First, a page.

Hoverboard safety concerns on college campuses

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ST. LOUIS (KPLR) - Hoverboards are a huge hit, providing endless hours of fun for both kids and adults. But after reports of some boards exploding or bursting into flames began surfacing, many universities banned them from campus.

More than 30 universities have restricted or banned the use of hoverboards on campus after the Consumer Product Safety Commission began an investigation into 48 hoverboard fires in 20 states.

"Safety is one of the biggest priorities on campus and when we saw the report we wanted to make sure we took everything into consideration," said Christian Basi, associate director of the University of Missouri's News Bureau.

The universities of Missouri and Illinois, as well as Saint Louis University, all have bans or temporary bans on hoverboards until the CPSC concludes its investigation. Mizzou freshman Tyler Kentzior didn’t even bring his back from break after hearing about the temporary ban.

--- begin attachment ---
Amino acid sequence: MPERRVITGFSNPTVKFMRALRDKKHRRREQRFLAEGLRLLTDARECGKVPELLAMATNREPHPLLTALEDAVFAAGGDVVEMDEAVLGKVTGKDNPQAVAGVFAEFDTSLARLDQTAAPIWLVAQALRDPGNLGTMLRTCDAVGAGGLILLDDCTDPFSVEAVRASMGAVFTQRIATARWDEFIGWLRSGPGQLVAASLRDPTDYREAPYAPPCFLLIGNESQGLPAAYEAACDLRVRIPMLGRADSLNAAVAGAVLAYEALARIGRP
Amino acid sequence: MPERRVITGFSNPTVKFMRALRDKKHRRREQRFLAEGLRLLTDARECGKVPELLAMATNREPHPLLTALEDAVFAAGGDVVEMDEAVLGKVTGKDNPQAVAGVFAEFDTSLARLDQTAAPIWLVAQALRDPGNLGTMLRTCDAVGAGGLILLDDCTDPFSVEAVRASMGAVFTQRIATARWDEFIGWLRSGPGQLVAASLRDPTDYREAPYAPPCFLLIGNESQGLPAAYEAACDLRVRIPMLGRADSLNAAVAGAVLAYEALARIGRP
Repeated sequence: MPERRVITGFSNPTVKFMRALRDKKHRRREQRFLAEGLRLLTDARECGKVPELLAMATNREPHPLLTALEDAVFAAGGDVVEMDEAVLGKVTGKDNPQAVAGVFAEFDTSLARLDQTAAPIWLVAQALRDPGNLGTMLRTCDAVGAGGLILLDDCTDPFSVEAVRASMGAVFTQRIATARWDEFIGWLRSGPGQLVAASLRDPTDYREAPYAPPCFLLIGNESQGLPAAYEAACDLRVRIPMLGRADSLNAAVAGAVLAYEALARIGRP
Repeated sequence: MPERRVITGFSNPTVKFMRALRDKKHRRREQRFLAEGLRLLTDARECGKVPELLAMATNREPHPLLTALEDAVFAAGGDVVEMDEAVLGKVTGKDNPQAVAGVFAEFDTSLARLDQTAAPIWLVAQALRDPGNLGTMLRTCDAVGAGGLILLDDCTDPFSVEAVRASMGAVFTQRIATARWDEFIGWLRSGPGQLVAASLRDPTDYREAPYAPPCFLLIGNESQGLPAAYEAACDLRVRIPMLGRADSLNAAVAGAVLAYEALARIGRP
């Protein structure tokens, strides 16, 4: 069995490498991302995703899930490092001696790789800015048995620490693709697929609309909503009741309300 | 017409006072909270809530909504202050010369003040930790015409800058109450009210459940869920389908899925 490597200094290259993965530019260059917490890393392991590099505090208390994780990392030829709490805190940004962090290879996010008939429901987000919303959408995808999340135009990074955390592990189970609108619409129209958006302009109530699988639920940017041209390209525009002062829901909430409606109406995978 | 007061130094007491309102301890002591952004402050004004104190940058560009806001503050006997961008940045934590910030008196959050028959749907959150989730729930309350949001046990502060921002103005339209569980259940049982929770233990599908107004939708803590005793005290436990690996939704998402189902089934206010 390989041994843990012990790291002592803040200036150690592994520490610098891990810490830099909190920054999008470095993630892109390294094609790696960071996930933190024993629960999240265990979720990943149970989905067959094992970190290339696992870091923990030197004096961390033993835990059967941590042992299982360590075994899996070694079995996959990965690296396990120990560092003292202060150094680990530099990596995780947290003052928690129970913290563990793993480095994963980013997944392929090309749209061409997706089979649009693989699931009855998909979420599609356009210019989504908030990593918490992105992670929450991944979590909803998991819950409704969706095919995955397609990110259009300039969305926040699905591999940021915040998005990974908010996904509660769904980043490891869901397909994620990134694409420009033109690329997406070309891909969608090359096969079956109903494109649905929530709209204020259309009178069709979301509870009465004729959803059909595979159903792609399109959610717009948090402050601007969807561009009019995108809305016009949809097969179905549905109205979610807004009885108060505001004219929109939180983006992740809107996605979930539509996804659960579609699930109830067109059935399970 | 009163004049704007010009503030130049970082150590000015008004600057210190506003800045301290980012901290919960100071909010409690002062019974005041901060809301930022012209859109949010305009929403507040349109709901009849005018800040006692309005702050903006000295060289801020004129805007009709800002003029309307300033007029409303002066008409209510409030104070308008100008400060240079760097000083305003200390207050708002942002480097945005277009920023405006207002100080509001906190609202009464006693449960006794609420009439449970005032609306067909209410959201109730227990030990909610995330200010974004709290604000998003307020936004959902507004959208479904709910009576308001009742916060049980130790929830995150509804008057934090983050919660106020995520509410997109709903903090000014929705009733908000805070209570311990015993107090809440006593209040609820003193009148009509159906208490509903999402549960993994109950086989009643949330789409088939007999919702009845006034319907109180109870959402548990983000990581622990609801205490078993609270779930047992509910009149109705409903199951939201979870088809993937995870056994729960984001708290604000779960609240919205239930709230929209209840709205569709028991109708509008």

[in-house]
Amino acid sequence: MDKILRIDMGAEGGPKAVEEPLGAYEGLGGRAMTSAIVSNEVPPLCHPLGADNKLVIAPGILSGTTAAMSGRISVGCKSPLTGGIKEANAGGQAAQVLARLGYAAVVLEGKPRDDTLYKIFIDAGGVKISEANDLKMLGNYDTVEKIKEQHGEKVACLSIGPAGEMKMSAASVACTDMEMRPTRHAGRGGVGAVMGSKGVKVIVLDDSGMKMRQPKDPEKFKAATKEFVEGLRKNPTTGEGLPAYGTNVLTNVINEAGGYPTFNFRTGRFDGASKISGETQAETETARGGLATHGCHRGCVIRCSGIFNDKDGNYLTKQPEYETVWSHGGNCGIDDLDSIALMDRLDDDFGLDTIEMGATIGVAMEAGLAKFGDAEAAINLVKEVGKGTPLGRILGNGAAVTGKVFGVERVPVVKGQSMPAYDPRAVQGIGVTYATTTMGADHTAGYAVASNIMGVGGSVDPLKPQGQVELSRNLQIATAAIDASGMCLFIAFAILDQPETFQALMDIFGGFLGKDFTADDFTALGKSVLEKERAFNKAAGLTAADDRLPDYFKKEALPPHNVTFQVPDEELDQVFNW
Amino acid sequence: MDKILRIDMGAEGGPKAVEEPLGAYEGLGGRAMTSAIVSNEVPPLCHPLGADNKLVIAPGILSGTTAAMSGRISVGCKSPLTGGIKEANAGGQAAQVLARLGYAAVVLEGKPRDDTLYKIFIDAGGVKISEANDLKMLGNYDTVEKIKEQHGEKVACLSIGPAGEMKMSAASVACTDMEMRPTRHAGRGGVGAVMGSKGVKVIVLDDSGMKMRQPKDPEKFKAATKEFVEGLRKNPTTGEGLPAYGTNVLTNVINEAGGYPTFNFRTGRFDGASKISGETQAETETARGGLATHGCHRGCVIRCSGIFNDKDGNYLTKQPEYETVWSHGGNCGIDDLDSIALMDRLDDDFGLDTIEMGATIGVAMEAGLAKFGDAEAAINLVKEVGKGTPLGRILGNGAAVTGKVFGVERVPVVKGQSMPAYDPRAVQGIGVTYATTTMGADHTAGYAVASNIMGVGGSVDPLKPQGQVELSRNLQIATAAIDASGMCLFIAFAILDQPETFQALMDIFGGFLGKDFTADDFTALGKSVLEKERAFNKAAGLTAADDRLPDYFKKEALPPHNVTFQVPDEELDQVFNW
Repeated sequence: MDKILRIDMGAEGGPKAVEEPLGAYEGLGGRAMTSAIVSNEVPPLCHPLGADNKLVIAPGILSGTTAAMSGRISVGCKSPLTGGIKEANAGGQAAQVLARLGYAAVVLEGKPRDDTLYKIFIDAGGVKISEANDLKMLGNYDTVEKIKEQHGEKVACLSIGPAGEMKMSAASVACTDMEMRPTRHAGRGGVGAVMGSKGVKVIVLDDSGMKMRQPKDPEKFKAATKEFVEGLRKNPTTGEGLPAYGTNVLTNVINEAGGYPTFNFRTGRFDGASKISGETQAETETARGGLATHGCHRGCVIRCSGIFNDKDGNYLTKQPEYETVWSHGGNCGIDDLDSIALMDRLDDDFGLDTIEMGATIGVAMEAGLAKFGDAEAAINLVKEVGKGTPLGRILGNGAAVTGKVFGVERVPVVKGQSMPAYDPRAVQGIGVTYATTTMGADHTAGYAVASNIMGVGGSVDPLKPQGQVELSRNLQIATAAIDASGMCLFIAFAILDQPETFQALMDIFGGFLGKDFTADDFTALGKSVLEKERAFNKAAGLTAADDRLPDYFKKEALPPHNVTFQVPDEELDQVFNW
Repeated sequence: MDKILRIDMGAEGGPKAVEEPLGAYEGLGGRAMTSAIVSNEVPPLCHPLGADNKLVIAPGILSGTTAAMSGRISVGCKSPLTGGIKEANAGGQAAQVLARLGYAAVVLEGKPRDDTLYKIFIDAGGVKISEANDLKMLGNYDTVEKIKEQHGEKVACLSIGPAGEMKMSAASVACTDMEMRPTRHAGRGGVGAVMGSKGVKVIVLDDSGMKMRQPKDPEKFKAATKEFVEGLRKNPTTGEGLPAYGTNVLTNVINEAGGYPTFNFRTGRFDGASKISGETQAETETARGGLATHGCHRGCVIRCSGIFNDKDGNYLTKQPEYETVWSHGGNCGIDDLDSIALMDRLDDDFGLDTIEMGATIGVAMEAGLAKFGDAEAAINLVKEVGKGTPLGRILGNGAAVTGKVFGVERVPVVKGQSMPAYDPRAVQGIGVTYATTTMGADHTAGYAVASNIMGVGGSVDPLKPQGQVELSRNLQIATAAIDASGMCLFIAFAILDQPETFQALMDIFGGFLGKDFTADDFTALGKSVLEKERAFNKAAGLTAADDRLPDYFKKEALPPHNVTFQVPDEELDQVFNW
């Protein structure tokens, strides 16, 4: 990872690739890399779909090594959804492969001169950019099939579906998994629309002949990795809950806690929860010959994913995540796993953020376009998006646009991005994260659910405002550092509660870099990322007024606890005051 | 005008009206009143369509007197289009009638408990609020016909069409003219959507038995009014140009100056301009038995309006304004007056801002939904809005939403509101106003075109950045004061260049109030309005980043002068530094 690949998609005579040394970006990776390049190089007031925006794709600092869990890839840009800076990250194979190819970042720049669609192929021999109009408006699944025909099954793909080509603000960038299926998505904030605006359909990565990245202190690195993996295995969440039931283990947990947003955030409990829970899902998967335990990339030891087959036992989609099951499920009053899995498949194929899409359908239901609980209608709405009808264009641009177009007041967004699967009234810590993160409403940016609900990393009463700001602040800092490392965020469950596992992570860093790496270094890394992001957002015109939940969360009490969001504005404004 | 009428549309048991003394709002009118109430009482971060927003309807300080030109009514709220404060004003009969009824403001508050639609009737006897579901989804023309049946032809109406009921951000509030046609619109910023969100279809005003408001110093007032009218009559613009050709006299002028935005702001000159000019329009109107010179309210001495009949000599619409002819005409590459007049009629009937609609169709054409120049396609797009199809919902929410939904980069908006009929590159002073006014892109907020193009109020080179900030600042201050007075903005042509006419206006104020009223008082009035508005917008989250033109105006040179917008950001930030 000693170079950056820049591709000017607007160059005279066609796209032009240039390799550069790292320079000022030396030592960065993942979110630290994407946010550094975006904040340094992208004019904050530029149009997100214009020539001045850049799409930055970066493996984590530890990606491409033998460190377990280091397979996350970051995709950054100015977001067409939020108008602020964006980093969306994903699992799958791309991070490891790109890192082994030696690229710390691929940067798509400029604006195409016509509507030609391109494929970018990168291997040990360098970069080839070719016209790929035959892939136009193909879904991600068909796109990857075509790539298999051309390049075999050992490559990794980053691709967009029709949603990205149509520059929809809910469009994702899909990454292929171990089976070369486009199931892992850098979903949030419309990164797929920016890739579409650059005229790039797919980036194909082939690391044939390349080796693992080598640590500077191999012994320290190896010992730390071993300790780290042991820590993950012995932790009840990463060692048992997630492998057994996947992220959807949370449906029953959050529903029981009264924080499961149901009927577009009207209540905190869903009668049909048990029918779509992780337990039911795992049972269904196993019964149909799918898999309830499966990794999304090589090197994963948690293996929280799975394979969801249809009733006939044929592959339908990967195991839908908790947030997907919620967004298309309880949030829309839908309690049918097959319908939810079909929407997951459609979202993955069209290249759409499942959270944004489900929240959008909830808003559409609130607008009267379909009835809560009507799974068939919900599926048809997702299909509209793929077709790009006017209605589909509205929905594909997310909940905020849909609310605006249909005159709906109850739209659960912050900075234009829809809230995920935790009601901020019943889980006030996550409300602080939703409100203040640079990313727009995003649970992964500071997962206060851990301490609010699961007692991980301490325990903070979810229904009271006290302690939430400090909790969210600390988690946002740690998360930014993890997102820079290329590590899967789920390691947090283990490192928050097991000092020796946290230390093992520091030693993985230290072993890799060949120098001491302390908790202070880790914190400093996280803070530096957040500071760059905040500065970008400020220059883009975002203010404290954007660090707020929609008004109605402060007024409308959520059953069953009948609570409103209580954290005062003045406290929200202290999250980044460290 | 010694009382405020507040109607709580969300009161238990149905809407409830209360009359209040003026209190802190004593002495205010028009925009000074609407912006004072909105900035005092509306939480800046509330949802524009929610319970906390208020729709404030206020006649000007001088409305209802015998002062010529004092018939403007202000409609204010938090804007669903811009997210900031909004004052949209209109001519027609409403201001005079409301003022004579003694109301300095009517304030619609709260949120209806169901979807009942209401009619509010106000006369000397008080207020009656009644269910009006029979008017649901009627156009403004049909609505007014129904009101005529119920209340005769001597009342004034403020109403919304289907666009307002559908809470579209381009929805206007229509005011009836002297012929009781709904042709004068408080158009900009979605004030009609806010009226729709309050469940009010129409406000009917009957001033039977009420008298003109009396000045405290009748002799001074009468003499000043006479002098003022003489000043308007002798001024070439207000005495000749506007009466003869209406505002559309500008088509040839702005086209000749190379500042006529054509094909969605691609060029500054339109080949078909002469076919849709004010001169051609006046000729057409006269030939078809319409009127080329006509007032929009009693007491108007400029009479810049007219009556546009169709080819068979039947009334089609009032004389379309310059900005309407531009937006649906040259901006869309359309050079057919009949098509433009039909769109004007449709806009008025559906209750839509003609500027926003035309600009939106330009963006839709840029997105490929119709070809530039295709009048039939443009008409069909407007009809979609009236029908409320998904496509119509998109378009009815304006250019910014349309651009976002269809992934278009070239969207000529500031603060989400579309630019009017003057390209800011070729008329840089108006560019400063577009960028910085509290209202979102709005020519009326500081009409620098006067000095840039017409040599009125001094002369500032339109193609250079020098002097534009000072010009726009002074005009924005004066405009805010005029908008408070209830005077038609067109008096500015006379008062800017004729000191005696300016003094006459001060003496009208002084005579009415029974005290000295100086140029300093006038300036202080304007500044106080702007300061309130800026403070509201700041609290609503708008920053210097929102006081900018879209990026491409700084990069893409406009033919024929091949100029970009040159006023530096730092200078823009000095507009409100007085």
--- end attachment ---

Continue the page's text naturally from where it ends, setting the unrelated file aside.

“I didn’t use them to go to class, more like to go to the house. A lot of people did ride around on them to class. I didn’t really see a big problem with it,” he said.

Hoverboards could be allowed back on campus by summer, but nothing is certain. Mizzou officials say they will go through and talk with students, faculty, and staff and determine the best way to make sure the device is safe on campus for foreseeable future.

Basi said the University of Missouri hasn’t received any reports of injuries, fires, or problems from a hoverboard on campus.

UL, the company that handles federally-recognized safety testing and certification on consumer products, has said hoverboard manufacturers can now submit their products for evaluation. Products that pass testing will be listed on UL’s online certifications directory and that will help consumers pick a safe hoverboard.

Greg Grishayev, co-founder of Glidecraft Hoverboards, said consumers should ask the company you are purchasing from for certification that the board is safe. He estimates 90 percent of people are buying generic brands.

“You get what you pay for,” he said.